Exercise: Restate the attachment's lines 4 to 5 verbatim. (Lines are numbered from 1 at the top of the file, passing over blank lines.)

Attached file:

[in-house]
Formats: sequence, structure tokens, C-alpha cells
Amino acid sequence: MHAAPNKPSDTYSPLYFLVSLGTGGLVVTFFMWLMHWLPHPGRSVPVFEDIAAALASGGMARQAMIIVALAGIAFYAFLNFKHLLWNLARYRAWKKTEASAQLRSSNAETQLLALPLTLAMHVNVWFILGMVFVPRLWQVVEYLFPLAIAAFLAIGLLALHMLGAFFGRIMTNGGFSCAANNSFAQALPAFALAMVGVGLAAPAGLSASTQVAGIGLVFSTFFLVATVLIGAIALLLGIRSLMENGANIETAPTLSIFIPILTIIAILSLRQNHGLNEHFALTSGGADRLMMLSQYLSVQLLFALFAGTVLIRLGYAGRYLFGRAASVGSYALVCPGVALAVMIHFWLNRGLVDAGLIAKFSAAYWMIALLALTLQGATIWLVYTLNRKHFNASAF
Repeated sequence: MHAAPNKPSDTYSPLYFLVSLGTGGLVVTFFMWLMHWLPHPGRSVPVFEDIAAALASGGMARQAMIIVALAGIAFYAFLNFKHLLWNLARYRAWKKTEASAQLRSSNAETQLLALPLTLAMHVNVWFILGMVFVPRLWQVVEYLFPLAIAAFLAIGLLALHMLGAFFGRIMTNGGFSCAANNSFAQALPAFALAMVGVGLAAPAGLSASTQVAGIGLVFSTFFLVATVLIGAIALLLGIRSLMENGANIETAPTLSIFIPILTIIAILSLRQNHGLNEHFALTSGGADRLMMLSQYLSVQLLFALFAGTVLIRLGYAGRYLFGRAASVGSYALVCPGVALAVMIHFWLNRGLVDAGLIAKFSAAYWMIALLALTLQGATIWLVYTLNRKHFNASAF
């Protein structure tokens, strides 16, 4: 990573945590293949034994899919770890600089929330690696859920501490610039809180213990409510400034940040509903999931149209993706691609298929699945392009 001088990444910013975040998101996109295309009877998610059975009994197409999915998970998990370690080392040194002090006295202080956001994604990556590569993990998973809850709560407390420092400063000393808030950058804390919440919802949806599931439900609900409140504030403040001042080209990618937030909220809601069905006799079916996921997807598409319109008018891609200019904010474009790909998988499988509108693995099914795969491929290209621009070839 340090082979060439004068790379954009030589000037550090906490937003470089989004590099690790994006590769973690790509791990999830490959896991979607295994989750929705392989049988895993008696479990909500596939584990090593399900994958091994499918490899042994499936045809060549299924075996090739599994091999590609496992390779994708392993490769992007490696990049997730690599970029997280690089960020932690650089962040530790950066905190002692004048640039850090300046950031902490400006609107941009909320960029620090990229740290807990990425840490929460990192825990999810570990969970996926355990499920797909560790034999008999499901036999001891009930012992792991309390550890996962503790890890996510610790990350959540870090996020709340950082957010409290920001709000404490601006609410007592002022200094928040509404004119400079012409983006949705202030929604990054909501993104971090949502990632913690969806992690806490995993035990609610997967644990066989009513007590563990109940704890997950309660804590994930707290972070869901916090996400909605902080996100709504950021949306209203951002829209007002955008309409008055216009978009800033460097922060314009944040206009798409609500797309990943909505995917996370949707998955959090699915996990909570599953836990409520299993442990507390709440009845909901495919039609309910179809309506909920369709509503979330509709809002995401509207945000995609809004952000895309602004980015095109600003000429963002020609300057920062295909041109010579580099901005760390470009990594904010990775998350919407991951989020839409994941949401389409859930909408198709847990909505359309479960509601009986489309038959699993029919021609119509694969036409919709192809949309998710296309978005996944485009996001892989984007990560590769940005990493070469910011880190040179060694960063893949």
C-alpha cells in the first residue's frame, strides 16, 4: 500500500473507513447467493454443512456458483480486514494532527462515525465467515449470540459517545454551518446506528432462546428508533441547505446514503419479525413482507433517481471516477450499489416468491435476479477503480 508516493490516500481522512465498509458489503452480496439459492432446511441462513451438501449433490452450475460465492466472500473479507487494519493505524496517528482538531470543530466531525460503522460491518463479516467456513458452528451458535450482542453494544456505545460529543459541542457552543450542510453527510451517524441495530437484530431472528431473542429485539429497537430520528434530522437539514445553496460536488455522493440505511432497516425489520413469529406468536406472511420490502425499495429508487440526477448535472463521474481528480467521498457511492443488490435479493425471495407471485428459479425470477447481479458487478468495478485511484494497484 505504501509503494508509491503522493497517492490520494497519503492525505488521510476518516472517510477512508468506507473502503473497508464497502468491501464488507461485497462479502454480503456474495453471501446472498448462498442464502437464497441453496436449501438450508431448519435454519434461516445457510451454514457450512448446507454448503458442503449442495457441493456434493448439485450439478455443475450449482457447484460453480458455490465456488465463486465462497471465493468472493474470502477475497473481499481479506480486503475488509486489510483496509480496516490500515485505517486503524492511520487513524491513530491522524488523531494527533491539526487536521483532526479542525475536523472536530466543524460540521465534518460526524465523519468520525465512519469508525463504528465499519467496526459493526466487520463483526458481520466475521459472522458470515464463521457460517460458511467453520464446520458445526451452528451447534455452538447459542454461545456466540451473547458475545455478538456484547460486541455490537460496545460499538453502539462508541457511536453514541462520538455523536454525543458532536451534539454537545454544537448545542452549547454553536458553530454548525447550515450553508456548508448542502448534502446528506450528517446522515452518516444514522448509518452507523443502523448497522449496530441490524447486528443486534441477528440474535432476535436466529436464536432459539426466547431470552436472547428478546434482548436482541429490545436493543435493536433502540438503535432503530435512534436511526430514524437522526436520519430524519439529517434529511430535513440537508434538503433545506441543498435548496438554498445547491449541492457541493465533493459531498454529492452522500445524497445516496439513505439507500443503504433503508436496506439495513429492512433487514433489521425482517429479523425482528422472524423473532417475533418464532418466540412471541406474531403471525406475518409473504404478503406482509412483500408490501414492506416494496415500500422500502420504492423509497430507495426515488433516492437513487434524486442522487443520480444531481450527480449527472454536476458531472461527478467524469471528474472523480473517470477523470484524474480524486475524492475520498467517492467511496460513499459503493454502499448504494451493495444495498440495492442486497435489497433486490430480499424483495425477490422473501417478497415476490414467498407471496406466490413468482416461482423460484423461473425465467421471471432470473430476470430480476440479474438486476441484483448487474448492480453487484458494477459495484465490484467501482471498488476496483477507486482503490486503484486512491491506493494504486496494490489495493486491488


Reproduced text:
Repeated sequence: MHAAPNKPSDTYSPLYFLVSLGTGGLVVTFFMWLMHWLPHPGRSVPVFEDIAAALASGGMARQAMIIVALAGIAFYAFLNFKHLLWNLARYRAWKKTEASAQLRSSNAETQLLALPLTLAMHVNVWFILGMVFVPRLWQVVEYLFPLAIAAFLAIGLLALHMLGAFFGRIMTNGGFSCAANNSFAQALPAFALAMVGVGLAAPAGLSASTQVAGIGLVFSTFFLVATVLIGAIALLLGIRSLMENGANIETAPTLSIFIPILTIIAILSLRQNHGLNEHFALTSGGADRLMMLSQYLSVQLLFALFAGTVLIRLGYAGRYLFGRAASVGSYALVCPGVALAVMIHFWLNRGLVDAGLIAKFSAAYWMIALLALTLQGATIWLVYTLNRKHFNASAF
């Protein structure tokens, strides 16, 4: 990573945590293949034994899919770890600089929330690696859920501490610039809180213990409510400034940040509903999931149209993706691609298929699945392009 001088990444910013975040998101996109295309009877998610059975009994197409999915998970998990370690080392040194002090006295202080956001994604990556590569993990998973809850709560407390420092400063000393808030950058804390919440919802949806599931439900609900409140504030403040001042080209990618937030909220809601069905006799079916996921997807598409319109008018891609200019904010474009790909998988499988509108693995099914795969491929290209621009070839 340090082979060439004068790379954009030589000037550090906490937003470089989004590099690790994006590769973690790509791990999830490959896991979607295994989750929705392989049988895993008696479990909500596939584990090593399900994958091994499918490899042994499936045809060549299924075996090739599994091999590609496992390779994708392993490769992007490696990049997730690599970029997280690089960020932690650089962040530790950066905190002692004048640039850090300046950031902490400006609107941009909320960029620090990229740290807990990425840490929460990192825990999810570990969970996926355990499920797909560790034999008999499901036999001891009930012992792991309390550890996962503790890890996510610790990350959540870090996020709340950082957010409290920001709000404490601006609410007592002022200094928040509404004119400079012409983006949705202030929604990054909501993104971090949502990632913690969806992690806490995993035990609610997967644990066989009513007590563990109940704890997950309660804590994930707290972070869901916090996400909605902080996100709504950021949306209203951002829209007002955008309409008055216009978009800033460097922060314009944040206009798409609500797309990943909505995917996370949707998955959090699915996990909570599953836990409520299993442990507390709440009845909901495919039609309910179809309506909920369709509503979330509709809002995401509207945000995609809004952000895309602004980015095109600003000429963002020609300057920062295909041109010579580099901005760390470009990594904010990775998350919407991951989020839409994941949401389409859930909408198709847990909505359309479960509601009986489309038959699993029919021609119509694969036409919709192809949309998710296309978005996944485009996001892989984007990560590769940005990493070469910011880190040179060694960063893949």